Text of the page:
With the lack of motivation and exhaustion that people often experience during depressive episodes, you might find that you need to make adjustments to how you take care of your basic needs so that you can sustain yourself through your depression. Below are some tips to help you eat, manage personal hygiene, and get dressed when you’re depressed.

Eating when Depressed

When you’re depressed, eating is one of the main basic needs that might become difficult to manage. We cannot survive without eating, so it’s important to modify your routine to accommodate how your mood and energy levels shift when you’re depressed. You might find that there’s limited types of food that you have interest in eating when you’re depressed. Maybe you only feel like eating foods of a certain texture, foods from a certain fast food restaurant, or foods that are simple. Give yourself permission to eat those foods more than you otherwise might, as eating something is always better than not eating.

When you’re depressed, you might realize that you don’t have as much energy to cook. Buying frozen meals and pre-prepared meals can help keep you fed on those low energy days. On days where you do have some energy to prepare food, using pre-chopped ingredients and making meals with few steps can make it easier to cook when you’re depressed. If cooking is an activity that is particularly enjoyable and rewarding for you, taking these steps can help you to continue engaging in this pleasurable activity and continue caring for basic needs when depressed.

Personal Hygiene when Depressed

Personal hygiene can be really challenging to maintain when depressed. To care for this basic need, you might need to modify the ways you complete hygiene tasks. On the days when you don’t have the energy to take a full shower, washing up the ‘hot spots’ like your armpits and private parts with soap and water in the sink can be an easier way to freshen up. On the days when even that feels inaccessible, using skin cleansing wipes can be an even simpler way to maintain your personal hygiene. If you don’t have the energy to fully wash your face, even just rinsing your face or using skin cleansing wipes can help you care for that basic need when you’re depressed.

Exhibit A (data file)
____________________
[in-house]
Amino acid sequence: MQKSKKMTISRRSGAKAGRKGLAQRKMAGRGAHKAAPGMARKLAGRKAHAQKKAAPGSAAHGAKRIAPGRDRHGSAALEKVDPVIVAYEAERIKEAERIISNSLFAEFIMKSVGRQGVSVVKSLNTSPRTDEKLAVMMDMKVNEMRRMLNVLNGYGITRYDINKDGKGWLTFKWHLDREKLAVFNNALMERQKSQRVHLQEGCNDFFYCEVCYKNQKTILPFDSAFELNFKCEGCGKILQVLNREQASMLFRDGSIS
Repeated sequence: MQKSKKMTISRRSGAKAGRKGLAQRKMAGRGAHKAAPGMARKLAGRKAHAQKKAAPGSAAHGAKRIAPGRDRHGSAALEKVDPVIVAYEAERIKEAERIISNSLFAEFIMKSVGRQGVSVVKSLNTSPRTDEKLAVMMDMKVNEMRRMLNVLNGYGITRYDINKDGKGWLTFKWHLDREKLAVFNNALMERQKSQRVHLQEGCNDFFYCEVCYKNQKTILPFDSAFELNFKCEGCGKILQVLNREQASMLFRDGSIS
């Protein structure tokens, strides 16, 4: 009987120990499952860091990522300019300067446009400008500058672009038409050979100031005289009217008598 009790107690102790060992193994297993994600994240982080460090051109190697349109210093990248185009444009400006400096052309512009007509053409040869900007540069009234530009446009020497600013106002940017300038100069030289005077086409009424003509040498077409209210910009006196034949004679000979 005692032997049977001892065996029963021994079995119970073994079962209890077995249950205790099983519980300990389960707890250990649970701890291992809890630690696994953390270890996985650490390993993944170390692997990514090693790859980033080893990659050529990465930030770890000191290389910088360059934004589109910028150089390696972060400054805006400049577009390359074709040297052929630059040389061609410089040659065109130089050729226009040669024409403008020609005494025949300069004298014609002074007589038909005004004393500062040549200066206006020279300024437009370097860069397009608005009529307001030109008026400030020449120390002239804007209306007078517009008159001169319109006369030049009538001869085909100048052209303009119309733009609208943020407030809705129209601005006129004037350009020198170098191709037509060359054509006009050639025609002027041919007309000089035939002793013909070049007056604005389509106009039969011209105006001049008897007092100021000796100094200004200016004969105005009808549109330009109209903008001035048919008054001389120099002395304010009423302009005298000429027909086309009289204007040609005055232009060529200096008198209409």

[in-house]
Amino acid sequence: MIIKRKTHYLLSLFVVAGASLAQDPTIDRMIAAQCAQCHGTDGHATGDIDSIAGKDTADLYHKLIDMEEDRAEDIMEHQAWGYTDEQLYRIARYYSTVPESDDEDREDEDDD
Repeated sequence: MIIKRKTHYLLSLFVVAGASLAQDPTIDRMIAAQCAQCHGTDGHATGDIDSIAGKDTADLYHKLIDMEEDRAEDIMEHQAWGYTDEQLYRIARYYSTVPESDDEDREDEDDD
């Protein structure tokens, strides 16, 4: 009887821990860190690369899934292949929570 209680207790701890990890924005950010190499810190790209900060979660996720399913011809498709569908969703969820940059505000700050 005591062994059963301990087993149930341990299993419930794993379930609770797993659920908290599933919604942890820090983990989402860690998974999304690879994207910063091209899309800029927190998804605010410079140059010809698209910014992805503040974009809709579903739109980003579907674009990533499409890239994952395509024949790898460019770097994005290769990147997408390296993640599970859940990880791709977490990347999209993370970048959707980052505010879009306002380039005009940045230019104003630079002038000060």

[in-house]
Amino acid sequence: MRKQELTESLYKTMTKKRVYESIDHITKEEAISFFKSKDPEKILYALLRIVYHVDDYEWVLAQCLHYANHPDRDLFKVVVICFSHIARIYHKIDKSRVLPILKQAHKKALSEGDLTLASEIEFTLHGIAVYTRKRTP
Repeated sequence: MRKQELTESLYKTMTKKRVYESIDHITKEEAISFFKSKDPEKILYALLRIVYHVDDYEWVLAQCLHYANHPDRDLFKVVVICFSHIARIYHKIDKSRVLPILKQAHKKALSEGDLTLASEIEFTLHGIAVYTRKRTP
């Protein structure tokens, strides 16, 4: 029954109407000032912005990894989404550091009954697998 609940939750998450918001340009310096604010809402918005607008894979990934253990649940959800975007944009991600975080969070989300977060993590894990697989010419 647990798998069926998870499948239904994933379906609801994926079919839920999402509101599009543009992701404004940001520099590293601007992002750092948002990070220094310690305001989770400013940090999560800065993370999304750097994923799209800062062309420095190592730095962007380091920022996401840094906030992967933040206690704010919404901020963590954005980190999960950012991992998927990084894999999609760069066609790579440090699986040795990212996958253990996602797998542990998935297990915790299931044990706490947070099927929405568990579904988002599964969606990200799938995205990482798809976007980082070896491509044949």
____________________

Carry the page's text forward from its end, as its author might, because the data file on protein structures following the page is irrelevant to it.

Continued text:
If you’re used to brushing your teeth twice a day but feel like that is too much to manage when you’re depressed, try just brushing them in the beginning of your day or before you need to leave the house. There’s no one right time to brush your teeth, so if you find that you’re able to do it once in the middle of the day, then that’s when you should brush your teeth. If you’re used to brushing your teeth for 2 whole minutes but find that difficult to do when you’re depressed, even just 30 seconds or a minute of brushing your teeth is good. Using mouthwash, mints, or gum can also help freshen your mouth when you don’t have the energy to brush your teeth.

Getting Dressed when Depressed